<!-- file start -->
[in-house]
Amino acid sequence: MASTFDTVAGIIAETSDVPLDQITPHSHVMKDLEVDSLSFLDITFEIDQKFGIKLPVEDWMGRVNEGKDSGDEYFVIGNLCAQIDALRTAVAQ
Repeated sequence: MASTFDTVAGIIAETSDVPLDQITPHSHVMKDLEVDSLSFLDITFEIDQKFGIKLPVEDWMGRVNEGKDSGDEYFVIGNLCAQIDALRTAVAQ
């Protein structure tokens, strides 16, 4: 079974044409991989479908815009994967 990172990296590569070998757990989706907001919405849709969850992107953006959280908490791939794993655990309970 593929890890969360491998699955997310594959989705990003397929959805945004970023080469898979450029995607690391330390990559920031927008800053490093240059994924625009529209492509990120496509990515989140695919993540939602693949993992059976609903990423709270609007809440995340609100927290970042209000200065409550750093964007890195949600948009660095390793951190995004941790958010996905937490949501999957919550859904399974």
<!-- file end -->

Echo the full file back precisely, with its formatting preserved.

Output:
[in-house]
Amino acid sequence: MASTFDTVAGIIAETSDVPLDQITPHSHVMKDLEVDSLSFLDITFEIDQKFGIKLPVEDWMGRVNEGKDSGDEYFVIGNLCAQIDALRTAVAQ
Repeated sequence: MASTFDTVAGIIAETSDVPLDQITPHSHVMKDLEVDSLSFLDITFEIDQKFGIKLPVEDWMGRVNEGKDSGDEYFVIGNLCAQIDALRTAVAQ
């Protein structure tokens, strides 16, 4: 079974044409991989479908815009994967 990172990296590569070998757990989706907001919405849709969850992107953006959280908490791939794993655990309970 593929890890969360491998699955997310594959989705990003397929959805945004970023080469898979450029995607690391330390990559920031927008800053490093240059994924625009529209492509990120496509990515989140695919993540939602693949993992059976609903990423709270609007809440995340609100927290970042209000200065409550750093964007890195949600948009660095390793951190995004941790958010996905937490949501999957919550859904399974």